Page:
Triptans to be made available without prescription for migraine

By Michael Woodhead

19 Feb 2020

Sumatriptan and zolmitriptan are to be down-scheduled to over-the counter (OTC) medicines to allow pharmacists to diagnose migraine and dispense the medications for people in the early stages of an attack.

In an interim decision the TGA’s Advisory Committee on Medicines Scheduling has approved a proposal for retail pharmacies to provide two tablets of sumatriptan or zolmitriptan for the acute relief of migraine attacks with or without aura in patients who have a stable, well-established pattern of symptoms.

The rescheduling from S4 (prescription only medicine) to S3 (pharmacist only medicine) will take effect from February 2021 and will also allow the advertising of the triptan direct to consumers.

In its decision summary, the committee said it accepted the rationale that timely access to a triptan via a pharmacy would be beneficial, since they need to be taken within an hour of the onset of migraine headache – and this is sometimes not possible if patients can not see a GP promptly to obtain a prescription for the drug.

“Delay in treatment increases the risk of more severe and prolonged headache pain, increases risk of inappropriate simple analgesic use and risk of medication overuse headache [and] increases risk of progression to chronic migraine,” the application for down-scheduling stated.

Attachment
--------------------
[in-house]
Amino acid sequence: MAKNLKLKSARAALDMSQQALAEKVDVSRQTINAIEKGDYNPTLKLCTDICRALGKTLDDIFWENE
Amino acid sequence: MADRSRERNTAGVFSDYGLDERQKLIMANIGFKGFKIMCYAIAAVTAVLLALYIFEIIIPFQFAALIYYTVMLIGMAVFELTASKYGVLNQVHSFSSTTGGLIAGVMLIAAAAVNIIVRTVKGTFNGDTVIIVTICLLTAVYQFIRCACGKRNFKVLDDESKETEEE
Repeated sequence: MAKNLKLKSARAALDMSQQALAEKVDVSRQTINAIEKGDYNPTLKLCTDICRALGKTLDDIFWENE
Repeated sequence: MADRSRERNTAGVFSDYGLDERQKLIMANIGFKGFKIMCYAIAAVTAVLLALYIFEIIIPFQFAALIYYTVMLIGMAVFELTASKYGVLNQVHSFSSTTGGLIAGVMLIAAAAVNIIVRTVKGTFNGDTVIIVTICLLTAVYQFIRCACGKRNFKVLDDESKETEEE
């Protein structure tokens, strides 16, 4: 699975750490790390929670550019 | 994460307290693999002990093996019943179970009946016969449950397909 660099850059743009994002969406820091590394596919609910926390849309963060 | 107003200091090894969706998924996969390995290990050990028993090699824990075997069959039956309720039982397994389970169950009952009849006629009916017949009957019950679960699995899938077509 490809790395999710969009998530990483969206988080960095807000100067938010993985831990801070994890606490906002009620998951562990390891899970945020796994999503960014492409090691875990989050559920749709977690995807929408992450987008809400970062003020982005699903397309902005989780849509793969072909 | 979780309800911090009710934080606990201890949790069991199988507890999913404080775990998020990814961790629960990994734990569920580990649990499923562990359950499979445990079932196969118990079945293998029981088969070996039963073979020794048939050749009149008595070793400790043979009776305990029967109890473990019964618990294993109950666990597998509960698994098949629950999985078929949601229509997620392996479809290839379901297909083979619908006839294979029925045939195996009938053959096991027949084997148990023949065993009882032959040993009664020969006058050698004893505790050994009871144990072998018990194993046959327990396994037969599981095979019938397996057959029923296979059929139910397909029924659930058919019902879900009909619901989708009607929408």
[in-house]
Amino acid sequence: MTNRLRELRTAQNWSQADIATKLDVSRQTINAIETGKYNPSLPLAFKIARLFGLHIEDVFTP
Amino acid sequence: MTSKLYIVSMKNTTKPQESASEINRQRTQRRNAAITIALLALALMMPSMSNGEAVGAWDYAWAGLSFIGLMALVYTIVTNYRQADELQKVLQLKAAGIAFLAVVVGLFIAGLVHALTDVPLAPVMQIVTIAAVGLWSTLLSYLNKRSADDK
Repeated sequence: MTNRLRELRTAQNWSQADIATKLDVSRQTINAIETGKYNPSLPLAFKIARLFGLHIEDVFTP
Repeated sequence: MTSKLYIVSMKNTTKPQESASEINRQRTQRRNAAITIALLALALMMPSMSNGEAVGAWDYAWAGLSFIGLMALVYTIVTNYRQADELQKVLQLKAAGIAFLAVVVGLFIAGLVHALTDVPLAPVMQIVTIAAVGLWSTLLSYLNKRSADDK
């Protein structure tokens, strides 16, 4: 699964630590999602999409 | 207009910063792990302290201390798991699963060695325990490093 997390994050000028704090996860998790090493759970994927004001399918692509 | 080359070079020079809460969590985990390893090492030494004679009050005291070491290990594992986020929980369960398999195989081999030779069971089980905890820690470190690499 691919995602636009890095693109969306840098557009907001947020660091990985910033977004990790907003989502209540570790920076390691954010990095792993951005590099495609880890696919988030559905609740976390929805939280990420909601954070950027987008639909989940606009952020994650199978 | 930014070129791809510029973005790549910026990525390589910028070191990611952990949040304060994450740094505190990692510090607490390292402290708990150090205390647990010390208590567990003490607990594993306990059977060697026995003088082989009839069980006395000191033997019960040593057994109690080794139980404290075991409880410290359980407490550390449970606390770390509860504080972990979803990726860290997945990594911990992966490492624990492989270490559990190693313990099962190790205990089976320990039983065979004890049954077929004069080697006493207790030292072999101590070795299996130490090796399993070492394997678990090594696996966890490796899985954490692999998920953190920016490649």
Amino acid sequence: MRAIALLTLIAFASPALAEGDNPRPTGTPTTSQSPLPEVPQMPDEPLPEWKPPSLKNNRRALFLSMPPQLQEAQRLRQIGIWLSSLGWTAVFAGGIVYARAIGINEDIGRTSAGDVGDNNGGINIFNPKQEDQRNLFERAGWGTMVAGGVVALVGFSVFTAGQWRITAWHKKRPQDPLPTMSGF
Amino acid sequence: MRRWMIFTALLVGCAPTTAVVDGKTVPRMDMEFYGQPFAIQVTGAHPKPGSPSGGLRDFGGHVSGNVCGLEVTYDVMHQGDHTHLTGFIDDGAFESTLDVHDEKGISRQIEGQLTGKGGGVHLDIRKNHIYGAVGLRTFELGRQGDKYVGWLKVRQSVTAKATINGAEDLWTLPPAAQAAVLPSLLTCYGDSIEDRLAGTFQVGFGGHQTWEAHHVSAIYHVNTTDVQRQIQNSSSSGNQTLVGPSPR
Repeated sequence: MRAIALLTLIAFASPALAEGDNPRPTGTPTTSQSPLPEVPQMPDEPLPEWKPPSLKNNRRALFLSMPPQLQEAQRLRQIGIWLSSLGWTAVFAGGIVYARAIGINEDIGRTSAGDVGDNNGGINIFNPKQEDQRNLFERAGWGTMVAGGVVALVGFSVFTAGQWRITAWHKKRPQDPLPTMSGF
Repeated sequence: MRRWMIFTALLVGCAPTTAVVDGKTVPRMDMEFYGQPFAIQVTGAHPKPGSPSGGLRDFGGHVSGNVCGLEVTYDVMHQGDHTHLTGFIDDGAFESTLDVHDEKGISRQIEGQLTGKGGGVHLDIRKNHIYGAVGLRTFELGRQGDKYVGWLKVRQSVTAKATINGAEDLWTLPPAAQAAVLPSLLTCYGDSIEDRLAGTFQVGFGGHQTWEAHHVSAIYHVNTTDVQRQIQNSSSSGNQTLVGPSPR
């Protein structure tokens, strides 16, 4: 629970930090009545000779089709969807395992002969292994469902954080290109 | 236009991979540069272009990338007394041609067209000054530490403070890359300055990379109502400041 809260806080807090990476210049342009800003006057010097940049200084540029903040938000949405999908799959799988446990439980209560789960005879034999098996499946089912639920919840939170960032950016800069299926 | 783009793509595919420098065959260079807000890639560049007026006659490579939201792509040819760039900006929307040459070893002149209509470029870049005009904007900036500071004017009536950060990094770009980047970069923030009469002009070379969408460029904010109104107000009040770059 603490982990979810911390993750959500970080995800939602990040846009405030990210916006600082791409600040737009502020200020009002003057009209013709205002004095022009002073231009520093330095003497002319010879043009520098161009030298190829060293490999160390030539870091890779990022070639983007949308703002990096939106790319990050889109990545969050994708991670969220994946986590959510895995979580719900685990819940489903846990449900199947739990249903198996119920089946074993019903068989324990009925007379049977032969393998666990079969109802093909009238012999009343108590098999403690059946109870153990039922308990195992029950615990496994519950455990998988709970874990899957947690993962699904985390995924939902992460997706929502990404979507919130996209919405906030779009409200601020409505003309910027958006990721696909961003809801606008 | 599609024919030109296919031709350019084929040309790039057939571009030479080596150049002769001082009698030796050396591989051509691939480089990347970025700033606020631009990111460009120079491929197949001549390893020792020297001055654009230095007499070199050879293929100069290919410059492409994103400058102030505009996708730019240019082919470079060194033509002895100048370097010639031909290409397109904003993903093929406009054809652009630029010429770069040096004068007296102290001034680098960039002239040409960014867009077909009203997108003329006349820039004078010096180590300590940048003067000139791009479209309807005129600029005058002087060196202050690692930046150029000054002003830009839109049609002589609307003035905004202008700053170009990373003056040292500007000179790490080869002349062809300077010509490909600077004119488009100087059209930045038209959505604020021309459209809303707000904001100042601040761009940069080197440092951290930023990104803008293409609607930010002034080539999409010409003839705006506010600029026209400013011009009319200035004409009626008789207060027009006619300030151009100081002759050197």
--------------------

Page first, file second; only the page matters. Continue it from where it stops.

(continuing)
It noted that retail pharmacies regularly have migraineurs who find themselves without a supply of sumatriptan, but can only sell them OTC products such as metoclopramide + paracetamol or prochlorperazine.

“Further, the already available products under Schedule 3 for symptomatic treatment of migraine headaches largely aim to relieve nausea or vomiting associated with the headache, with paracetamol possibly only offering some relief against the headache itself.

“Having 50 mg x 2 tablets sumatriptan available as a Schedule 3 medicine would improve accessibility to this substance especially in after-hours situations or rural and remote areas where access to a GP is not possible.”

The application asserted that retail pharmacists have the clinical skill and knowledge to appropriately assess the migraine symptoms and history of patients and to provide a triptan to an appropriate selection of people. It also noted that sumatriptan has been available over the counter for some years without any adverse consequences in countries such as New Zealand, the UK and Germany.

The re-scheduling proposal was supported by the AMA, although it warned that there should be safeguards to ensure that access to this medication does not delay more urgent care.

“For example, symptoms similar to those of a migraine may actually be the result of a brain tumour. There needs to be increased pharmacist education around how to accurately and confidently diagnose a migraine. Further, the new Schedule entries should specify a certain number of times a patient can purchase this medication until it is recommended to consult a medical practitioner.”

In its decision the TGA committee said the 2021 rescheduling date for triptans would allow time for a pharmacist education program on migraine diagnosis to be implemented.

The interim decision has to be confirmed by the TGA as a final decision, subject to further public submissions with a deadline of 20 March 2020.

Already a member?

Login to keep reading.

Email me a login link